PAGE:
Have your next party or special event at moore mansion
moore mansion is available for overnight stays too
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the moore mansion entry hall's fine paneling and wood columns
Entry Area
the moore mansion kitchen's industrial quality stove
The Moore Mansion is a beautiful house that will make an unforgettable location for any event. Take this opportunity to have your next party, wedding, reunion, or other event at this historic home.
Kitchen Area
100 guests can be comfortably accommodated for 'sit-down' events, such as weddings, although 150 have been seated in the past using space-saving plans and other rooms. Four bedrooms with queen-size beds will accommodate 4 couples for overnight stays.  The library can accommodate two portable folding beds for additional sleeping space. A large kitchen is commercially equipped and is loved by professional cooks and caterers alike. Event rental includes one overnight stay. Additional overnight stays either before or after your event can be arranged. Call or email for current prices and availability.
For Moore Mansion rental information please call: 206-325-2245
moore mansion exterior showing entrance from tree-lined street

An Abbreviated History

Mr. James Moore, a Seattle pioneer and entrepreneur, built his home centrally located on Capitol Hill--the neighborhood that he developed and named. He originally purchased some 200 acres of clear-cut land in 1900, and platted it into lots. Before selling the lots, he installed streets, sidewalks, streetlights, water, and sewer lines--a revolutionary idea which has been copied by developers ever since. He named it after the location where he had proposed marriage to his beloved wife, Eugenie--Capitol Hill in Denver.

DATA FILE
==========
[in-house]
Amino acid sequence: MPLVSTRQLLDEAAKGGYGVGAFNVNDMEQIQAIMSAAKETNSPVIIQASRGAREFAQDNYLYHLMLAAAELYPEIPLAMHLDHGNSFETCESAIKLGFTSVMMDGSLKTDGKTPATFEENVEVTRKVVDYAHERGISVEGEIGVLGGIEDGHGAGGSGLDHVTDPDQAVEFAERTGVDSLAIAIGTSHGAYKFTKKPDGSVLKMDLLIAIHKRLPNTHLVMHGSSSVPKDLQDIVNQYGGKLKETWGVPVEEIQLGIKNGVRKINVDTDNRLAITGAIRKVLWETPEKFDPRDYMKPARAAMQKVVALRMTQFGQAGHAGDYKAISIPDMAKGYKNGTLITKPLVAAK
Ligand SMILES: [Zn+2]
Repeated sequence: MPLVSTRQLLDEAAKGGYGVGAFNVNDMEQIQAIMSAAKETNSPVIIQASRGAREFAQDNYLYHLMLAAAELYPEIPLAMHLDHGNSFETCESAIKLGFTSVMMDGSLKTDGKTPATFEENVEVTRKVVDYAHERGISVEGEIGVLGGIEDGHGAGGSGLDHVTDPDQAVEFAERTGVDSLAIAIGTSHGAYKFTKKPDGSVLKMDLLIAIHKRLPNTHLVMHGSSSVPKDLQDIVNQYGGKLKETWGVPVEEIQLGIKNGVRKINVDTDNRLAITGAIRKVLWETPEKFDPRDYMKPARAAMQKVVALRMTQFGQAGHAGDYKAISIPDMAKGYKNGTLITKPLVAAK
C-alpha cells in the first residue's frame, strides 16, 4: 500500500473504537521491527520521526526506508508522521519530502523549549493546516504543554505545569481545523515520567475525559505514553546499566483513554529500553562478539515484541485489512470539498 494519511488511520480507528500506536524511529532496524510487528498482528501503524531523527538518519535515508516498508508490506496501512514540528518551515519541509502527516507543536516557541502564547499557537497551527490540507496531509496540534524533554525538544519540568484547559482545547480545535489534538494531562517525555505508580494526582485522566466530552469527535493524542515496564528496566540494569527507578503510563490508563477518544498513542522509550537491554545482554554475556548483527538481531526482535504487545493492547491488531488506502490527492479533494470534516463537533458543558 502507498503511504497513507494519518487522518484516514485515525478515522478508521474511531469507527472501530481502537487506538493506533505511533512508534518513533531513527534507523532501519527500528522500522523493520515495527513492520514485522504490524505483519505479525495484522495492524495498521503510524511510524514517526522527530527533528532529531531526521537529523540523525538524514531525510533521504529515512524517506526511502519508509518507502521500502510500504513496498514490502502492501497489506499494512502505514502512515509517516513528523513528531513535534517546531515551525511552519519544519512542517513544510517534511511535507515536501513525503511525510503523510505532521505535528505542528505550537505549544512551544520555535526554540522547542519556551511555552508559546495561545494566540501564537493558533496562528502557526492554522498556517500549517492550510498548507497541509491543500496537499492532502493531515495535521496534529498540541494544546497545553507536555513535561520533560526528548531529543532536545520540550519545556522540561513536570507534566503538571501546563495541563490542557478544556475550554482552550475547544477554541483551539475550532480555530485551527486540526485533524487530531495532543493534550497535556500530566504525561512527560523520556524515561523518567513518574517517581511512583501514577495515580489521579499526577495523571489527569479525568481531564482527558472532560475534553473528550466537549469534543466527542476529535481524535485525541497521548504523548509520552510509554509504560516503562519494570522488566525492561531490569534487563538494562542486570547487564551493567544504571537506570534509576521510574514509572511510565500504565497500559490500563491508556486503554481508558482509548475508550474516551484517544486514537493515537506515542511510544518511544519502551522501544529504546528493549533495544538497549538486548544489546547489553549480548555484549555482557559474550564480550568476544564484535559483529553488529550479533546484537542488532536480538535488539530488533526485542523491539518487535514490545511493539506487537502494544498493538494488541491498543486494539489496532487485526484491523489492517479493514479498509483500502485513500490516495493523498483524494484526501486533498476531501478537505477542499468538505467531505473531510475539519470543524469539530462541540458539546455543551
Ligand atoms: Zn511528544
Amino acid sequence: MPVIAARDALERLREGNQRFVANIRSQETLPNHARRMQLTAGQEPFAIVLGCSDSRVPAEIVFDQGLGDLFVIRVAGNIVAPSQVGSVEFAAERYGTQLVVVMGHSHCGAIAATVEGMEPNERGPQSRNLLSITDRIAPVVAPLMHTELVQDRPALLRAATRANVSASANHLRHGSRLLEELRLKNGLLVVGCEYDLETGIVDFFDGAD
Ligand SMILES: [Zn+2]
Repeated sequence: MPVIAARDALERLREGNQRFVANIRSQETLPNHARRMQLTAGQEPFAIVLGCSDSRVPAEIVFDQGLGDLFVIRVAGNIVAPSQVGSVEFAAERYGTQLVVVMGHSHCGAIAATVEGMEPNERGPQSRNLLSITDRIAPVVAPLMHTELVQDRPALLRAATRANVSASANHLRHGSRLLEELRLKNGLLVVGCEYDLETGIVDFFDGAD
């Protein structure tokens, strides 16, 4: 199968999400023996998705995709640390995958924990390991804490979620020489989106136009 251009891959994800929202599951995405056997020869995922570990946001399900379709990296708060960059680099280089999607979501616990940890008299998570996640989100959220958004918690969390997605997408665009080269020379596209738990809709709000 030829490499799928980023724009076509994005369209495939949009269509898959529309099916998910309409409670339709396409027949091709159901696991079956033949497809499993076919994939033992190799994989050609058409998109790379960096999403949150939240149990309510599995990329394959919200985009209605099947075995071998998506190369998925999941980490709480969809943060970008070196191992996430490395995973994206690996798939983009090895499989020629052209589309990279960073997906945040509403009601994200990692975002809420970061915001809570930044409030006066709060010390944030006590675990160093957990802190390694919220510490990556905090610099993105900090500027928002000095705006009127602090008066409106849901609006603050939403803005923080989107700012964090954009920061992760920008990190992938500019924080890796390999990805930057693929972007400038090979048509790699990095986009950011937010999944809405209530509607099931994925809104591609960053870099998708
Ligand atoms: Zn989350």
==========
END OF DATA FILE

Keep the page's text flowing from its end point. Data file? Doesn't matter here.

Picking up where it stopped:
Millionaires Row is how this section of the 14th Avenue East was known. Residents called it the "Avenue of Mansions." This street had spectacular views to the west and was a parkway with a beautifully planted median strip. By 1924, traffic had grown so the median strip was removed. The depression that followed meant that large homes became difficult to maintain; residences deteriorated, were demolished, or became multifamily.

James Moore's residence was constructed between 1901 and 1904 and is one of the few remaining buildings designed by the Seattle architect W. D. Kimball. His other accomplished designs include the Baker building, the Hanson Baking Company, all destroyed in the name of progress. Unfortunately, all of the plans and blueprints for his projects were lost in 1915 when a fire totally destroyed his offices, so other homes he may have designed are unknown. The Moore home may be the only remaining structure standing as tribute to his genius.

Designed for an irregular-shaped hilly double lot, the mansion responds to the site by presenting a straight, almost symmetrical facade to the street, yet sweeping around the corner is a grand verandah and loggia that break into dissonance of curve and angle as it descends the slope behind. Typical of the Francois Ier Renaissance style of architecture revived in France in the early 19th century and imported to the Eastern United States in the latter half of that century. Classical and gothic details form a curious blend in this residence.

The home deteriorated in the 1950's and 60's as a series of renters were allowed to depreciate the structure and eventually it was gutted by fire in the 1970s. It was vacant for several years. Subsequent owners attempts to save it were thwarted by costs and other problems.

The present owners, David Herrington and Keith Mumme, purchased the home in 1982. Interior restorations, through communication with the Moore relatives and previous tenants, have retained as much authenticity as could be found.

The Mansion is on the Seattle Historic Registry.

For more information please call: 206-325-2245 or email dyton@msn.com

moore mansion has many pleasing architectual details such as this ornamentation on the third floor exterior
Web design and production, photography (entry, kitchen, and exteriors) by RD Studio, 2005